Bounty's Hunter Redemption sounds delightful. I think you're right. We all love heroes who saves the cat. You give me something else to think about.

DebH said...

gotta be partial to your hero's name of Nate. My little guy has started wanting to be called Nate (instead of Nathaniel) because four letters take so much less time to write in Kindergarten than nine letters - especially when dealing with a cast on his writing hand. He checked with momma first to see if it was okay.

Funny boy.

Jill Weatherholt said...

Great post, Janet! Oh...poor little Henry. What a sweetheart. Thank you for the terrific examples, they're so helpful.
Congratulations to all of the four star RT review recipients!

Kav said...

Ooooohhh -- this is the awesomest of awesomeness! Love all the examples and now you've whet my appetite for the book! I especially like the flashes of what happened in the past. Just enough to pique a reader's interest and garner a bit of sympathy but still leaving her with more to discover.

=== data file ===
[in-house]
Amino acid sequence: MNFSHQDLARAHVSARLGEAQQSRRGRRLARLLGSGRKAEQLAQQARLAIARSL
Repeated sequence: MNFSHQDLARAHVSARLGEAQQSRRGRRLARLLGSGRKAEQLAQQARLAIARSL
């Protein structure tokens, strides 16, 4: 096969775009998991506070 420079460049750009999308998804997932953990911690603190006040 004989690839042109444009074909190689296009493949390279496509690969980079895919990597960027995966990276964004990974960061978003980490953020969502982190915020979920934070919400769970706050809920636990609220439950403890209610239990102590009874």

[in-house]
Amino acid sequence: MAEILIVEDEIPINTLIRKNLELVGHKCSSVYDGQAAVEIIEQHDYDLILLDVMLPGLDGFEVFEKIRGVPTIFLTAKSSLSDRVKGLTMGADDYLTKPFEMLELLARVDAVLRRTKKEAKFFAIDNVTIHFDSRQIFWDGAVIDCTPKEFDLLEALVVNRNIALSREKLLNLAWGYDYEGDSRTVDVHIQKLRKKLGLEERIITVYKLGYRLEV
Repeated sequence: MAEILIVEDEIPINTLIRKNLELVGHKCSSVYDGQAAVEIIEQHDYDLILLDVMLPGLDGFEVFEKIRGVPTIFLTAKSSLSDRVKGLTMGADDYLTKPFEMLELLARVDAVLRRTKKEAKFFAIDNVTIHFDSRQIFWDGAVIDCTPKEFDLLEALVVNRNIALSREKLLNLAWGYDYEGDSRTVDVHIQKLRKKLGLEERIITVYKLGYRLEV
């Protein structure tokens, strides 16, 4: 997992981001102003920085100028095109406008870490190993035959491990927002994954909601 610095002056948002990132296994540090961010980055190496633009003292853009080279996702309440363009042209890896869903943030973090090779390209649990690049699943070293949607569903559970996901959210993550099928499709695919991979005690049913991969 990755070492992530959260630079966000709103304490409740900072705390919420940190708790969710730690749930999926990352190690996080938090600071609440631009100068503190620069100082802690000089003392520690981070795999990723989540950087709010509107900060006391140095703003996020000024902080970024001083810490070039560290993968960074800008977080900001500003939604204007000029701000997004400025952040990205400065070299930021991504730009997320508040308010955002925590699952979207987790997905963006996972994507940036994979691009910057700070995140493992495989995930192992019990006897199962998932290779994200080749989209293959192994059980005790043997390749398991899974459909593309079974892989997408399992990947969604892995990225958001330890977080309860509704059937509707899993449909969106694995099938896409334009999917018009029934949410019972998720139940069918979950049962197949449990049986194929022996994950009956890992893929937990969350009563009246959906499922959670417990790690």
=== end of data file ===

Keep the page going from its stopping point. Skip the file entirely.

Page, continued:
Janet Dean said...

Hi DebH, I agree that the hero's wounds can have a strong impact on readers. At least it does for this reader. :-)

Glad you're planning to get missed Seeker books during the $1.99 sale. Only one more day at that great price.

Thanks for your interest in The Bounty Hunter's Redemption!


Janet Dean said...

Hi Connie. Nate "saves the cat" several times in the story. It's a great way to show different facets of the alpha hero.


Janet Dean said...

DebH, your Nate sounds adorable!! What a sweetheart to ask his mom before he shortened his name. Sorry about that cast. When's it coming off?


Janet Dean said...

Hi Jill. Thanks! We're all three delighted with RT's four star reviews!!!

Do you have an alpha hero in your wip? If so, how are you making that tough guy lovable?


Janet Dean said...

Hi Kav. Thanks! We don't want to give the reader or the heroine much back story early on. As long as the story is making sense, a little mystery is a good thing.


Caryl Kane said...

Hello Janet! Thanks for the great post. I enjoy heroes that are complex with an air of mystery about them.

Please put my name in for the drawing.

Myra Johnson said...

Great tips, Janet--thanks! Many of these could apply to any kind of hero or heroine, because readers do need reasons to care. I tend to write about beta heroes, and I still need to find ways to make them likable and relatable, heroic in their own quiet ways.

Vince said...

Hi Janet:

First let me say this: